Three Poems | Granta

Three Poems

Eric Amling

‘They have friends everywhere / They have the iffy look of people that are free.’ Three poems by Eric Amling



I finished reading all the novellas set in orphanages.
In a drop ceiling environment, no longer coerced by a piano’s black keys.
There were watercolors of monuments in proud family sunrooms.
In perfect bank robbing weather, where people sat thirsty and insured.
Messages of rebellion were at a constant but I was past rebellion—I had quit.
I had driven through these hamlets one by one in a digital spy mobile.
Toward dashboards of sky the color of sports drink.
Passed black sun-hot mailboxes.
The brush fires that moved like mechanical bull.
Passed objects of value in faraway places.
And value, we know, needs beholders, to beholden.
To behold their own inheritance of centuries, their poorly drawn jagged borders.
Where the sun pushes the shadows out of us.
Out of the stones that clung a thousand years to the perverted mesas
Balancing their circuitry of thermal waves.
Out of the main streets immortalized on kitchen clocks.
Where night was of two identical possibilities.
For those to memorialize the fruits of their patriotism.
Those that thought we’d be soft footing on the surface of the moon by now.
Here are some of those people, they’re here for the dry heat.
And then here comes me, a passionate idiot, new in town.







When I hear the opening sequence of Careless Whisper, it’s a tantric experience

I think about those I’ve hurt and those I’ve satisfied

It isn’t about the kind of music; it is the music that I want to restrain me

From distraction long enough to listen the way we are meant to listen

In the Air Tonight by Phil Collins, a song that introduced viewers of Miami Vice

To the five o’clock shadow, and the penchant to drive and reflect on one’s life

With platitudes that look good in headlights

To strive for a plane of easy listening

To do the things that sound impressive

I can’t believe we’re here tonight

In an era where sensationalism is the new nationalism

Where it’s a delight to panic with late-night country western

Knowing Fist City has the cadence to inspire the canned laughter

Needed to stave off my treasonous impressions

Under different circumstances I’d be humming a better tune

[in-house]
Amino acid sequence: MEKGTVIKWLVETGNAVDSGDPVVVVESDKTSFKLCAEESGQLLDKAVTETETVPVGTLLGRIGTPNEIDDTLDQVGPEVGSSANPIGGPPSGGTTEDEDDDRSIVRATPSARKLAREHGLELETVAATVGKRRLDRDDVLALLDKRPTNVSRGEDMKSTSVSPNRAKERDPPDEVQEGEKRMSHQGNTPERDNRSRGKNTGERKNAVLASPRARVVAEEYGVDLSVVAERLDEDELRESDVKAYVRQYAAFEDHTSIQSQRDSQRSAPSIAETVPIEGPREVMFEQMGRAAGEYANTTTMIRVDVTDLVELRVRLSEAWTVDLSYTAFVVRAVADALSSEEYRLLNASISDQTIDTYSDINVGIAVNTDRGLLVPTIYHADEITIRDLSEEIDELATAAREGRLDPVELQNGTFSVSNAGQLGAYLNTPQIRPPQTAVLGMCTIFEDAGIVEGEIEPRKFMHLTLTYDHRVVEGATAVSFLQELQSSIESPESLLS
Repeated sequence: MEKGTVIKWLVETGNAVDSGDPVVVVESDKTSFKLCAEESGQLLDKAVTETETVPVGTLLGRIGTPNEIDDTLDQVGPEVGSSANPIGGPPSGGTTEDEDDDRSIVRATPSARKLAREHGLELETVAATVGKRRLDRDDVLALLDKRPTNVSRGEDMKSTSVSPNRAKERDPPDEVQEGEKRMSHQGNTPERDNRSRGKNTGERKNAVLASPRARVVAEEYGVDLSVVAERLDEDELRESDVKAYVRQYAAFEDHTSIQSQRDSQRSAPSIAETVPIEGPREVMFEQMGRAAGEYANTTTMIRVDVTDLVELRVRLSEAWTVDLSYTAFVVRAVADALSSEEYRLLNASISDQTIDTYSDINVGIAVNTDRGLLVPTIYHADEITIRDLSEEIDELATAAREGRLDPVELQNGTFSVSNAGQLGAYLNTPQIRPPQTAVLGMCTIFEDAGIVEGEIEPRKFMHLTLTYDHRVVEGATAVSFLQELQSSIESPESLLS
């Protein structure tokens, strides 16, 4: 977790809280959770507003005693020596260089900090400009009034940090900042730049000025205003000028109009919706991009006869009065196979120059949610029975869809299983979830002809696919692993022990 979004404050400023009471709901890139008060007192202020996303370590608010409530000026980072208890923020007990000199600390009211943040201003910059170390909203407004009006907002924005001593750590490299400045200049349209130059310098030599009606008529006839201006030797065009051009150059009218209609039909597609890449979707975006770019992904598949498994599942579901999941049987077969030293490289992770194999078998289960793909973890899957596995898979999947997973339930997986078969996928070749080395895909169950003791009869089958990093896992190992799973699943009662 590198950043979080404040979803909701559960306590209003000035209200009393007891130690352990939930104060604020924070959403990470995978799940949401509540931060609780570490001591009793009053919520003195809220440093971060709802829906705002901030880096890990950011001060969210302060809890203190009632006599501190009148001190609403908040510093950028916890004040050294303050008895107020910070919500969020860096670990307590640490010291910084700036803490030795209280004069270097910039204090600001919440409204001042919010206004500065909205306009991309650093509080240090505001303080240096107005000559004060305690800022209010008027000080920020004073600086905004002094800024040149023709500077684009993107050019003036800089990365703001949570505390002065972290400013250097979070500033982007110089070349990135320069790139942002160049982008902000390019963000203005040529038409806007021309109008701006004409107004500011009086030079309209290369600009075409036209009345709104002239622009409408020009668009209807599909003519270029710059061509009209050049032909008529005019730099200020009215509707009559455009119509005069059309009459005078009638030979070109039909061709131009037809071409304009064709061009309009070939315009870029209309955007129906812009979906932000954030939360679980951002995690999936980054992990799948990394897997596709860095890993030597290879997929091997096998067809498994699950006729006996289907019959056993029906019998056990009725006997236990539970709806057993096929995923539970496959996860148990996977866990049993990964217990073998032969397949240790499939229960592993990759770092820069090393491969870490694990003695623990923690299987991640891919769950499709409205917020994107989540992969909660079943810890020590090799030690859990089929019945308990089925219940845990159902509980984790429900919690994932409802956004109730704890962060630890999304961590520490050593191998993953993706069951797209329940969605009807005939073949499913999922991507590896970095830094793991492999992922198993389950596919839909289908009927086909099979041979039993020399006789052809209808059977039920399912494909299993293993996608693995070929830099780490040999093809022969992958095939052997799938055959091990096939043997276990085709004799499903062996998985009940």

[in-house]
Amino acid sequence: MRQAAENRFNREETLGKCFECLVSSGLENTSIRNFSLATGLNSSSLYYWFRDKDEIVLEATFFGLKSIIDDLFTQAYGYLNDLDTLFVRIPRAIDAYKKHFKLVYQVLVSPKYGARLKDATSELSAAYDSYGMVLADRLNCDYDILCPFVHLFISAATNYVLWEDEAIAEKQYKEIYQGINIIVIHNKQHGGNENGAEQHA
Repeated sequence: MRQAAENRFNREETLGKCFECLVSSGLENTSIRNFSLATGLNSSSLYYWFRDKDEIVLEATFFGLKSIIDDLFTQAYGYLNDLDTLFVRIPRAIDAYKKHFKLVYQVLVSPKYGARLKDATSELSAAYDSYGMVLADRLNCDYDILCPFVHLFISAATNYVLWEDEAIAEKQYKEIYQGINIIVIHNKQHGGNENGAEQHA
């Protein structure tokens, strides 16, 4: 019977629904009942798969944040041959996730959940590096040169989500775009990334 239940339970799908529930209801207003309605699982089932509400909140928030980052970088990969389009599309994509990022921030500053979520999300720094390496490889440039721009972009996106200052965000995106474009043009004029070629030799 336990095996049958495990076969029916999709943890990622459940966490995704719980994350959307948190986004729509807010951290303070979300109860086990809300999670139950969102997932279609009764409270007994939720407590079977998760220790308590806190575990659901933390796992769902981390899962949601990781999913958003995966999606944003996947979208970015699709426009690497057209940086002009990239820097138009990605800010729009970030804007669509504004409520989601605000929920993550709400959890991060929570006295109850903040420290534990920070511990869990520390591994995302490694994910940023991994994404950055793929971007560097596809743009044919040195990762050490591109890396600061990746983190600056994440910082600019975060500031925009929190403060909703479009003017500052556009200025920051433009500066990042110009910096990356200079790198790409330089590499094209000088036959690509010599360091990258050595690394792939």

Something to make me feel like a blooming rose on a decaying bush

But there is only so much talk and there are countless things to listen to

Everybody’s Talkin’, Strawberry Letter 23, Wild Horses, Smooth Operator

You couldn’t pump that much heaven into a gray city

Eggplant, scallion, ginger, turmeric,

Purchased to an instrumental version of Take My Breath Away

I don’t have the stomach for Reelin’ in the Years

A song that gives the illusion of the longest evening trapped in a chair

I’d like to get my kumuppins to anything by Link Wray

Some spas utilize thunderstorms, just enough to spook the wildlife in you

There were times with Japanese rock n’ roll driving past New England buffalo

The bar & grill Casio credos meant to lift the limp and addled

Civilian’s Us vs Them carpe diem

The minor chord kids, the buttery tear inducers, video poker salsa

Sometimes I need the free of excitement mood music

That saved many soldiers with PTSD after WWII

Music so translucent it put you in a place with no rewards, no competition

Of course there is romance; Dorothy Ashby’s Afro-Harping while driving 90mph

Whispering to your passenger

Of course there are the meat and potato boot stompers

A large percentage of assholes which seem drawn to Sinatra’s My Way

I once shushed a candle, in the lowly way, cursing every one of you

Is that so wrong – a delicate declaration of war?

I watched the inaugural parade with only the audio of wind

passing through a press box

As if the world was so soft spoken we’d been ignoring it for centuries

With its methane and waves, blue jays screaming in the rain,

wind from the darkest holes







It’s been said life is a crime
I’ve been told civility is a chore

Every year, the warmer weather brings bodies
To the surface of New York’s rivers and harbors

In the mornings, I wait to see if a figure will greet me
Through the shower mist, their fingers pruned like mine

Not from pressing the steamy mirror
To draw a phallus under a palm tree, as is my compulsion

A gesture that could be rated for its “Momentary Sensuality”
Or, “Ribald Humor”

Of course this isn’t the movies
This isn’t about movies, this isn’t about ratings

This is an extension of athletics
In a world of victor and baseless fame

One that leaves us in need of a second set of hands
Wringing continually in despair

Though legends are sometimes honored with a cult
The strange and saintly retain a biology

They have friends everywhere
They have the iffy look of people that are free

The twist is god is spreading rumors about us
About our drugs and murder, our murderous sex drugs

Our bare bottom pranks, perverse brooding,
Our kids in jeopardy, our vampire violence

I’m subject to this criminal life, this realm
Of aliens and demons, ostensibly masculine Draconian rule

Each night putting on dark gloves, a famous undercover
A black balloon, a banana going bad in a bag


Photograph ©enki22, Phil Collins casette

Eric Amling

Eric Amling is the author of From the Author's Private Collection (Birds, LLC 2015) as well as chapbooks published by If a Leaf Falls Press and The Song Cave. He is an editor at After Hours Editions.

More about the author →